One of the greatest modern artists, Terence Cuneo, OBE, has died at the age of 88. In our world he will be remembered for his few, but outstanding, motoring studies. One of the best known of these is that of the Speed Six Bentley coupe driven for a bet by its owner, Woolf Barnato, beating the “Blue Train” from coast to coast across Europe in 1930, at an average speed of 43.43mph. Cuneo showed the great car just ahead of the train in daylight, whereas in fact Barnato never saw it, as the road did not run close to the track and it would have been dark anyway at such a point. But this display of recognised artist’s licence can be excused, for the accuracy otherwise, and verve, of this fine study.
Cuneo also painted the Le Mans scene of a Bentley pit-stop during the moment when Jack Dunfee roared past D’Erlanger who was replenishing the sump of his Bentley. Also those Brooklands scenes of the 1913 V12 Sunbeam on the Railway Straight, amid another (shown above) of the V12 Delage duelling with Sir Henry Birkin’s 4 1/2-litre single-seater Bentley on the Members’ banking, both of which he generously let me use on the dust-jackets of my last two books. Nor did he restrict himself to pre-war subjects: he also depicted Tony Rolt’s C-type Jaguar in the pits at Le Mans in 1953.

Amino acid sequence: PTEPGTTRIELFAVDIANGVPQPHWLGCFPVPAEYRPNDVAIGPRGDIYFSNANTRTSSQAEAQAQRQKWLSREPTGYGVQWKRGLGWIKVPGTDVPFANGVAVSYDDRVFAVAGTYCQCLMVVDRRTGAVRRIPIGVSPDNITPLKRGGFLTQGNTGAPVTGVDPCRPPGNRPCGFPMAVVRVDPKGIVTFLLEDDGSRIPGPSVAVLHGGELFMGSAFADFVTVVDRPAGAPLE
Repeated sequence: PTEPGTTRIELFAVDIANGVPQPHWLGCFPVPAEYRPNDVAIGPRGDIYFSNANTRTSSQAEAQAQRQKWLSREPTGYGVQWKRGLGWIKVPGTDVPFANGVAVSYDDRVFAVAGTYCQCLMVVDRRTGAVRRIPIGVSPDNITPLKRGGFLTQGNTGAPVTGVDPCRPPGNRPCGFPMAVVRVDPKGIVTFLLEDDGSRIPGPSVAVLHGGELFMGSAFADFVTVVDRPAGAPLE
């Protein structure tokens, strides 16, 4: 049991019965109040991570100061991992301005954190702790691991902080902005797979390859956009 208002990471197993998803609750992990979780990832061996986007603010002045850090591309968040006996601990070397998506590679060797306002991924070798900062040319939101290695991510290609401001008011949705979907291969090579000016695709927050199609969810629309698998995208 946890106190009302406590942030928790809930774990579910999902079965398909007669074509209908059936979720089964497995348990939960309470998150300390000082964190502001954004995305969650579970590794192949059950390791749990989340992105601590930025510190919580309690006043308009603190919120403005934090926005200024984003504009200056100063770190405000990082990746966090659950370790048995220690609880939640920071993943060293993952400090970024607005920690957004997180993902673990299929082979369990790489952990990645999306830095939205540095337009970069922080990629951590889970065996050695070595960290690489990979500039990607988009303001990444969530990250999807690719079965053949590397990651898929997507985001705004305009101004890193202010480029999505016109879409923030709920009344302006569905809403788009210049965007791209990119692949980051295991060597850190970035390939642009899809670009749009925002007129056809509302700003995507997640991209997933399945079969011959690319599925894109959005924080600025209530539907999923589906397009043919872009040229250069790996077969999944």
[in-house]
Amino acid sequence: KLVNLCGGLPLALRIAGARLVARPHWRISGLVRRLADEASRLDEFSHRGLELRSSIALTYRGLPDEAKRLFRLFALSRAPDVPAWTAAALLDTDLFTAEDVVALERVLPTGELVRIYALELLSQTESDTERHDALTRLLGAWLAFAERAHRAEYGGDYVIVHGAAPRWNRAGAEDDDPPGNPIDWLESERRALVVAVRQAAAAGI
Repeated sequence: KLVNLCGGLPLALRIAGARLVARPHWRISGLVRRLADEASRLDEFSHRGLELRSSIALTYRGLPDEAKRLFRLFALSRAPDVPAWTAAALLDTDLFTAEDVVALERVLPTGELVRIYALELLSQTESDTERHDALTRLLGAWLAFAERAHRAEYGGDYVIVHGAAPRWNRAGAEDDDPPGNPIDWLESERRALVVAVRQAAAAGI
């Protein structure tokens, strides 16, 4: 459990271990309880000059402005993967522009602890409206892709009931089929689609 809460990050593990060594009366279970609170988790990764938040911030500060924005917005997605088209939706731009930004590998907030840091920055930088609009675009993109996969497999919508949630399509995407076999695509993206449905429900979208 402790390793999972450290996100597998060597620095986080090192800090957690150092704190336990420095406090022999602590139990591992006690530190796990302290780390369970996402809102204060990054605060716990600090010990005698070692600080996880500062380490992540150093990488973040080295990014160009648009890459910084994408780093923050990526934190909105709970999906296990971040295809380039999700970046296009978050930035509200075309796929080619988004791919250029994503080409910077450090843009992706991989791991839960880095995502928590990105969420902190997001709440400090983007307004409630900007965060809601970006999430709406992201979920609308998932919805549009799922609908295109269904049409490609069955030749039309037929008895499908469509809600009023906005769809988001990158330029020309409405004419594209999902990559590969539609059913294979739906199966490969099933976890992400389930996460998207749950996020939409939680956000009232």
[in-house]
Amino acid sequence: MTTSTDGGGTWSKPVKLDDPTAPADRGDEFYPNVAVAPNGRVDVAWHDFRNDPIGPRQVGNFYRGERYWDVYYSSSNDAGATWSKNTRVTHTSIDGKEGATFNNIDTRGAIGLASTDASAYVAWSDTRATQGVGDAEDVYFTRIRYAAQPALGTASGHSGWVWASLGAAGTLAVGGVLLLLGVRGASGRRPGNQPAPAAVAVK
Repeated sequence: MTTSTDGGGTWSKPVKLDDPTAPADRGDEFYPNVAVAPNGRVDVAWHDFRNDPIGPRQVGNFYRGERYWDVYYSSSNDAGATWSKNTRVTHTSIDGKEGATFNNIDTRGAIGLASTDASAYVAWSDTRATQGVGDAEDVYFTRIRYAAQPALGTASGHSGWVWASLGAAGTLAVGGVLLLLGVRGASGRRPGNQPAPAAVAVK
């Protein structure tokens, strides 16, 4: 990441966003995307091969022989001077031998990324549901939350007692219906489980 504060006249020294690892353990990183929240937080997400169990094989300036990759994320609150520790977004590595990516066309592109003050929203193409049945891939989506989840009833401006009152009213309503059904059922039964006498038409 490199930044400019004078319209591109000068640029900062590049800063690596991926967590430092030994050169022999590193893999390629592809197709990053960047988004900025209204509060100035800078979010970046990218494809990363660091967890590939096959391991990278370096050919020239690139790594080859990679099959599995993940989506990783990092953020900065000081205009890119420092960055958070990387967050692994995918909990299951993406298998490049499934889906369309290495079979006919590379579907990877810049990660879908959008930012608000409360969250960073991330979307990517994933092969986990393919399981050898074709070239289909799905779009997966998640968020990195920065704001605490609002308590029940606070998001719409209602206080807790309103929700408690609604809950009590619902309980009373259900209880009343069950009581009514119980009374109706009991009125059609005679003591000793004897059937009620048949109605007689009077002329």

Cuneo’s motoring interest commenced at the age of 16 with a fourth-hand New Imperial motorcycle, which he followed with two more and then a couple of Morgan three-wheelers, one I believe an Aero model used in competitions. As an artist Terence Cuneo covered a vast range of subjects, all of the very highest standard. Each was identified by his famous “White Mouse”, hidden unless you searched diligently; it ran ahead of the Bentley, for example, on that fast dash from Nice… Whether it was Royal occasions, military’ episodes, railway portraits, battle scenes, female figures, or immaculate wildlife and animal studies, Cuneo had the magic touch — the true master. He painted broad canvasses of formal occasions, such as the Queen’s Coronation, and many other Royal and noble portraits. Unusual tasks, such as recording the then new M1 motorway from a helicopter were just another challenge faithfully surrendering to his brush. His railway paintings are simply wonderful for their detail and drama. . . How fortunate we were that he also recognised, and understood, the motor-racing world. W B